St. George's community celebrates 150 years of faith 0
Sharon Weatherall Photo. Left to right: Archdeacon Stephen Haig, Joan Liddiard, Betty Harvey, and David Morgan.
What better way to kick off a 150th church anniversary than to celebrate an $850,000 expansion?
Parishioners of St. George's Anglican Church in Thornbury recently hosted a special open house event to introduce their new parish hall - an addition to the church that will allow them to better serve the congregation and community at large.
"There has been talk of building an parish hall for years and it is now complete. Through support from pledges and cash during a year of active fundraising, we raised enough," said church Archdeacon Stephen Haig.
"It is serendipitous that the parish hall is coming to fruition during our 150th anniversary year," said Haig. "One of the big things with the open house is to let people know it that we have a building God blessed us with for the community to use if needed, as well as the members.
"This building will be used for the people."
The new parish hall is a renovation of the old hall, which was built in several levels, and the addition of a new hall totalling 1,200 square feet - plus washrooms, a new staircase, new entry and a wheelchair-accessible elevator, making the building fully accessible.
The hall includes a beautiful new kitchen complete with cupboards and ample counter space, three ovens (two convection) and a warming oven, a microwave, and other appliances to make work much easier for the ladies of the congregation. An old section of the church has been renovated into the change room for the choir.
Project manager David Morgan says the addition has been "a dream" of church members for almost two decades, and it had undergone several 'almost starts' that had not come to anything until the arrival of Archdeacon Haig nearly four years ago.
"He helped us get fired up and get it started," said Morgan. "We went through five different designs, loads of applications for federal funding including the (federal) stimulus program but we could get no approval... we tried for provincial Trillium funding and were unsuccessful as well.
"After trying several charitable organizations with a moderate response, our biggest and most successful response was from our own parishioners; the people from the congregation were very generous," he said.
Congregation members donated "large and small amounts," said Morgan, which ultimately tallied to more than $600,000.
"With that money and a couple of grants, about 18 months ago we decided we had enough pledges and donations to get going," he said.
The church was also helped out with a loan from the Anglican Foundation Diocese of Huron.
Morgan worked with local builder Steve Garrow of Design 2000, using the budget to produce a design at a guaranteed price. One year ago the congregation met and voted to go ahead with the project, signing a contract with Garrow. Following several months of approvals with the Town of the Blue Mountains, construction began last August, and the addition was complete a week before Christmas.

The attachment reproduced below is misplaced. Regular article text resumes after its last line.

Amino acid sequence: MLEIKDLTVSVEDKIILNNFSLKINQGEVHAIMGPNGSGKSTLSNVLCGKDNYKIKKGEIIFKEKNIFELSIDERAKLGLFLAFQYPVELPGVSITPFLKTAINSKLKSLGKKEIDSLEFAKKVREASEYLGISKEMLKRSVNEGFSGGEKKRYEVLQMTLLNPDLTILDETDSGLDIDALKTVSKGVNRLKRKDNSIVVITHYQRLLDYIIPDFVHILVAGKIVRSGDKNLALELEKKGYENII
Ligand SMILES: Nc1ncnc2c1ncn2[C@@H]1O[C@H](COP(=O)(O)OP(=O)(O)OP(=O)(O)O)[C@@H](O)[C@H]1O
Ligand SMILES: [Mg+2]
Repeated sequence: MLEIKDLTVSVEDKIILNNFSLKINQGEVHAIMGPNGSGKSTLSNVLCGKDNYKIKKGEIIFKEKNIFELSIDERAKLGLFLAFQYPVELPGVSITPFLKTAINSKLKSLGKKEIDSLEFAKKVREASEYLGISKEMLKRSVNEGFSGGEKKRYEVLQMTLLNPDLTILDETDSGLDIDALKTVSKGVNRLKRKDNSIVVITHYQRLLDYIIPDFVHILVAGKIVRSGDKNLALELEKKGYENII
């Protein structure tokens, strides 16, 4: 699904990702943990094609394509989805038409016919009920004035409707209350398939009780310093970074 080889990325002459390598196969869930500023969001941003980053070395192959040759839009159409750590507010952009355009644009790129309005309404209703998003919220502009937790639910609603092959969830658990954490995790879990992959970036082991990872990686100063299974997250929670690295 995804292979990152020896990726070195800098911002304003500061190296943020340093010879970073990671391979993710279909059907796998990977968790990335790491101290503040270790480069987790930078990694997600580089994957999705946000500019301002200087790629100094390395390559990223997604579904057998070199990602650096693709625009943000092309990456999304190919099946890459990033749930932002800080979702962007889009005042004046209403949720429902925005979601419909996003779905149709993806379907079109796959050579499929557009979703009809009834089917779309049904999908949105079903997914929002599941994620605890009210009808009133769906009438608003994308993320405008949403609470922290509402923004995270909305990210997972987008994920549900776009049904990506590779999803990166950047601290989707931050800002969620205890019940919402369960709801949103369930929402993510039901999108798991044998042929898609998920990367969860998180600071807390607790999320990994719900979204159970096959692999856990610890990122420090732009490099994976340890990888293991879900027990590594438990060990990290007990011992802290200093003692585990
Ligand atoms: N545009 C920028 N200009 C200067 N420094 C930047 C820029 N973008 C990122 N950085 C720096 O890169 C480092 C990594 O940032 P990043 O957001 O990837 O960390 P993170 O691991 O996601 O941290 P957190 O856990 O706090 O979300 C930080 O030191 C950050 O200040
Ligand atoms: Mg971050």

After the new hall was finished, renovations began on the old section; that work was mostly undertaken by church volunteers as well as members of the community. A contractor was hired to install the kitchen cabinets.
"One of the drivers to do this was to make the church accessible," said Morgan, who is also a retired architect who has worked in the business for 60 years. "Some of the older members of the congregation were not physically well enough to get into the old basement. Now they can use the elevator,.
"It was very rewarding to be involved in the project and see it come to fruition, especially for the 150th anniversary,"?he said. "It has given us another reason to celebrate."
The official dedication of the building with the Bishop will take place on April 22.
Morgan says the idea is the new addition will also be used by the community at large for weddings, funerals and group/organization meetings.
About 120 people turn out each week to St. George's two services on Sunday, at 8 a.m. and 10 a.m.
"We have a great congregation that is very active, and for years we have been trying to get this done," said Morgan. "We had also been looking for an organist for the church for the past three years and recently a lady moved to the area and asked if we were still looking for an organist. So things are really coming together.
The open house was the first of several monthly events celebrating the church's sesquicentennial.
"So far we have had a very positive response to the new hall and we hope it will be well used and seen as a community facility," said Morgan. "That is important because the church has been here as part of the community for 150 years."
The land for the church was donated in 1859 by the Marsh family, who were early settlers to the area. Mr. Marsh's great, great-granddaughter, Nan Maitlin still attends services at the church. Morgan said the first church was a little wooden building that was loaded onto a wagon and moved to another Anglican congregation in the area when the existing church was built in 1895.
"The new church was being built at the same time as the Presbyterian church across the road with crews working each morning on the new Anglican Church and the Presbyterian Church in the afternoon - so they were both finished around the same time. It was very unique," said Morgan.
On Sunday, May 27, the congregation of St. George's Anglican Church will be dressing in period costumes and gathering at the 'Grape Grange', where services were celebrated for the first time in 1862. From there they will make their way to the church using modes of transportation appropriate to the time. A communion service will be held at 10 a.m. For information visit the web site: www.bmts.com/~stgeorge